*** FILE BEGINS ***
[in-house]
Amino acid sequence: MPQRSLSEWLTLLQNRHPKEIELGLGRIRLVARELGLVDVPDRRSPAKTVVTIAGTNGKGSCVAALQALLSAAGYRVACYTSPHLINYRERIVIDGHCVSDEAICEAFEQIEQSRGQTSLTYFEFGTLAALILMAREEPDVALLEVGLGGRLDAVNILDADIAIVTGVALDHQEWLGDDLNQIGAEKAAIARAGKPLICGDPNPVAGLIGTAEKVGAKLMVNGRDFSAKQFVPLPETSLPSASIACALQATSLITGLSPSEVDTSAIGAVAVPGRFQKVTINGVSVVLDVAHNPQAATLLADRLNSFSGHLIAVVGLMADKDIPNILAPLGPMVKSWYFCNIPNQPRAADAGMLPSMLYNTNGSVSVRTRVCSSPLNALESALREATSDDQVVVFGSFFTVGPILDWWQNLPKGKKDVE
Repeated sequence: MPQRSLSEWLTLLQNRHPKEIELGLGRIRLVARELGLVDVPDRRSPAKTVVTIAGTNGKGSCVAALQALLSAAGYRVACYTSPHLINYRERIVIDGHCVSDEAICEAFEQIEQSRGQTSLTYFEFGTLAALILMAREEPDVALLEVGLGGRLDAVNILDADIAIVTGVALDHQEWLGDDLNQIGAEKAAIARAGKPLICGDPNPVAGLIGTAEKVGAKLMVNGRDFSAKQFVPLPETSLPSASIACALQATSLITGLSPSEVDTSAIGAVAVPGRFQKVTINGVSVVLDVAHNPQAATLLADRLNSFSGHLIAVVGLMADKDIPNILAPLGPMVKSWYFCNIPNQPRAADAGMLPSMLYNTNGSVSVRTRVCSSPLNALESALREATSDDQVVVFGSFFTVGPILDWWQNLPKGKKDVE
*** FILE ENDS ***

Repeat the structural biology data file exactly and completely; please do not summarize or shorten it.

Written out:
[in-house]
Amino acid sequence: MPQRSLSEWLTLLQNRHPKEIELGLGRIRLVARELGLVDVPDRRSPAKTVVTIAGTNGKGSCVAALQALLSAAGYRVACYTSPHLINYRERIVIDGHCVSDEAICEAFEQIEQSRGQTSLTYFEFGTLAALILMAREEPDVALLEVGLGGRLDAVNILDADIAIVTGVALDHQEWLGDDLNQIGAEKAAIARAGKPLICGDPNPVAGLIGTAEKVGAKLMVNGRDFSAKQFVPLPETSLPSASIACALQATSLITGLSPSEVDTSAIGAVAVPGRFQKVTINGVSVVLDVAHNPQAATLLADRLNSFSGHLIAVVGLMADKDIPNILAPLGPMVKSWYFCNIPNQPRAADAGMLPSMLYNTNGSVSVRTRVCSSPLNALESALREATSDDQVVVFGSFFTVGPILDWWQNLPKGKKDVE
Repeated sequence: MPQRSLSEWLTLLQNRHPKEIELGLGRIRLVARELGLVDVPDRRSPAKTVVTIAGTNGKGSCVAALQALLSAAGYRVACYTSPHLINYRERIVIDGHCVSDEAICEAFEQIEQSRGQTSLTYFEFGTLAALILMAREEPDVALLEVGLGGRLDAVNILDADIAIVTGVALDHQEWLGDDLNQIGAEKAAIARAGKPLICGDPNPVAGLIGTAEKVGAKLMVNGRDFSAKQFVPLPETSLPSASIACALQATSLITGLSPSEVDTSAIGAVAVPGRFQKVTINGVSVVLDVAHNPQAATLLADRLNSFSGHLIAVVGLMADKDIPNILAPLGPMVKSWYFCNIPNQPRAADAGMLPSMLYNTNGSVSVRTRVCSSPLNALESALREATSDDQVVVFGSFFTVGPILDWWQNLPKGKKDVE